Trump Team Set to Take Tough Stand in 90-Day Trade Talks With China

Trump Team Set to Take Tough Stand in 90-Day Trade Talks With China

Bolton, at Journal’s CEO Council event, seeks law to bar imports of goods generated from intellectual property theft

Trump administration officials said they planned to take a tough stand in their 90-day trade negotiations with China or impose further tariffs, as optimism over a truce gave way to uncertainties about how the two sides could find agreement on a wide range of issues.

Having emphasized last weekend the possibilities for a wide-ranging deal, President Trump and other officials switched their focus to issues they want to see addressed and the consequences of not reaching an accord in a time frame that China initially didn’t acknowledge.

Mr. Trump, in a series of tweets Tuesday morning, said he expected to see China start buying more U.S. agricultural exports immediately, which the U.S. said had already been agreed upon in the meeting between Mr. Trump and Chinese President Xi Jinping in Buenos Aires, a commitment Beijing hasn’t commented on.

“When people or countries come in to raid the great wealth of our nation, I want them to pay for the privilege of doing so,” he said, adding: “I am a tariff man.” He also noted that the U.S.’s 90-day deadline for negotiations began last weekend.

Earlier Tuesday, the president’s national security adviser, John Bolton, called for legislation to ban imports of products or services generated from theft of American intellectual property.

“Is there a path forward in which we can have fair and reciprocal trade? Sure,” said Mr. Bolton speaking at The Wall Street Journal’s CEO Council held in Washington. But “we need to see some major changes in their behavior.”

The markets tumbled in response, with the anxiety driven in part by perceptions the White House is taking a hard line in its negotiations with China without agreement between the two countries on some fundamental issues.

The list of concerns over Chinese behavior extends beyond trade: theft of advanced technology; copyright infringement; and cyber-spying.

The biggest target of President Trump’s ire is the $376 billion U.S. merchandise trade deficit with China. And as Mr. Trump addresses the imbalance by imposing tariffs and threatening more, China has retaliated with its own tariffs, particularly on U.S. agricultural exports to China. The disruptive power of those tariffs has rattled businesses, farmers, ranchers— and investors in U.S. financial markets.

At the meeting in Argentina, Mr. Trump and his negotiators agreed to suspend a planned Jan. 1 increase in tariffs on $200 billion in Chinese goods to 25%, from 10%, as the two sides negotiate over Chinese economic policies.

Since the weekend summit, China acknowledged for the first time the 90-day timetable for negotiations, saying Beijing would work with the U.S. to resolve disputes. A brief statement attributed to an unnamed spokesman posted on the Commerce Ministry’s website Wednesday morning in Beijing called the 90-day period “a definite timetable.”

The statement didn’t mention other measures the White House said China agreed to, including purchases of agricultural and other products, tariff reductions for imports of U.S. autos and discussions on intellectual- property protection and other structural issues. The Chinese statement said “the Chinese side will work to carry out the items on which consensus has been reached, the sooner the better.”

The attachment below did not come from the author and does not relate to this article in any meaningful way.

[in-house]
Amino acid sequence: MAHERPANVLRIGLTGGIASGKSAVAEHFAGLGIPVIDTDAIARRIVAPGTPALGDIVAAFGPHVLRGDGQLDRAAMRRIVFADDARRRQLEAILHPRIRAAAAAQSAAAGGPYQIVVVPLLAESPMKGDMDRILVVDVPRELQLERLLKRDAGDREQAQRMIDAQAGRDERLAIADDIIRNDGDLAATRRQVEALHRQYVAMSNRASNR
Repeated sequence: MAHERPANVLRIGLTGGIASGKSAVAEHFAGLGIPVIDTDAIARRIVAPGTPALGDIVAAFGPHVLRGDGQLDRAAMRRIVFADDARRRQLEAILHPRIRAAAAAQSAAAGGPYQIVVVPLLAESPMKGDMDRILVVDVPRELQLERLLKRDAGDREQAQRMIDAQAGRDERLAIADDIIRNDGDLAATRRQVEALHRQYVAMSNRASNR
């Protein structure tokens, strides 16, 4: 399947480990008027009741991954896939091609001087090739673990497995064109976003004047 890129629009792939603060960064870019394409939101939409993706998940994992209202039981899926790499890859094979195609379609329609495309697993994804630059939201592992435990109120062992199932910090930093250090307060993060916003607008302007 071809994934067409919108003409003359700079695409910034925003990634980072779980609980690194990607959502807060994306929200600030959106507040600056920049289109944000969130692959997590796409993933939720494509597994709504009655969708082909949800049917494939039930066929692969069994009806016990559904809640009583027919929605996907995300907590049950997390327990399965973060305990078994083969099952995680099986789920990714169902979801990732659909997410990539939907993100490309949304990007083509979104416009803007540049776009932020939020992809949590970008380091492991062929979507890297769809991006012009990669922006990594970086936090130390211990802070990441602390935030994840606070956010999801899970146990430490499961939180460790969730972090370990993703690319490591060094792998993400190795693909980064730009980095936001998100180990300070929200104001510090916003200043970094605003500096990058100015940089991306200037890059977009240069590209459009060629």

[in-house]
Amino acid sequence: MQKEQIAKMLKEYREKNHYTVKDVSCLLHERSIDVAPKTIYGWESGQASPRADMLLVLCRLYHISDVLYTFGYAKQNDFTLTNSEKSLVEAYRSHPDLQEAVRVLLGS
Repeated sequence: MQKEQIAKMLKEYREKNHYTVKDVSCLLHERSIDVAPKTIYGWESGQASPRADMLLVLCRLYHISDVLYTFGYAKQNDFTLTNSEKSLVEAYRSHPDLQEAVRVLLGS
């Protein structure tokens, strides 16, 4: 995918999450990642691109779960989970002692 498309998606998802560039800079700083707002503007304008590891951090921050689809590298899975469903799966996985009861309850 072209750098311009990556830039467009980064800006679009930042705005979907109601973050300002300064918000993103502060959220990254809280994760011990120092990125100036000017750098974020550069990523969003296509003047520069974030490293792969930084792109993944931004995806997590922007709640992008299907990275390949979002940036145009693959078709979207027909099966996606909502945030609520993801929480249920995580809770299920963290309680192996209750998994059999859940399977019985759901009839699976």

The mixed messages have left many in the markets uncertain about the prospects for a deal. U.S. Treasury Secretary Steven Mnuchin, said “the (stock) market is now in a wait and see” moment with regard to China: “Is there going to be a real deal at the end of 90 days or not?”

Mr. Trump’s chief economic adviser, Larry Kudlow, who usually makes optimistic pronouncements about the prospects for a deal with China, was stark as the talks get under way. “I would like us to get a deal,” Mr. Kudlow said. “But it’s got to be a good deal and it’s got to be verifiable.”

The Trump administration has expressed hope that an eventual agreement would cover more than 142 separate issues, including intellectual property, technology, cybersecurity, currency, agriculture and energy. “If we can get the structural changes, U.S. companies are going to sell a lot more goods with a growing China middle class,” Mr. Mnuchin said. “If we can get this right it is one of the biggest economic opportunities.”

Mr. Mnuchin emphasized that the Argentina meeting marked the first time that China responded to U.S. demands with specific commitments. He didn’t expand much on the commitments beyond saying the U.S. and China engaged on topics including intellectual property rights and joint ventures.

Mr. Mnuchin said it is significant Chinese senior leaders are willing to engage. He acknowledged differences in opinions on China among Mr. Trump’s top advisers, but insisted that it was standard to have a range of views within any administration.

Mr. Trump tweeted U.S. Trade Representative Robert Lighthizer will be working closely with Mr. Mnuchin, Commerce Secretary Wilbur Ross, Mr. Kudlow and China adviser Peter Navarro to determine whether a deal is possible.

“President Trump said in the meeting with (Chinese President Xi Jinping), even joked, about the fact that we have different people with different views,” Mr. Mnuchin recalled. “President Xi smiled and said ‘yeah, I have the same thing across my table’.”

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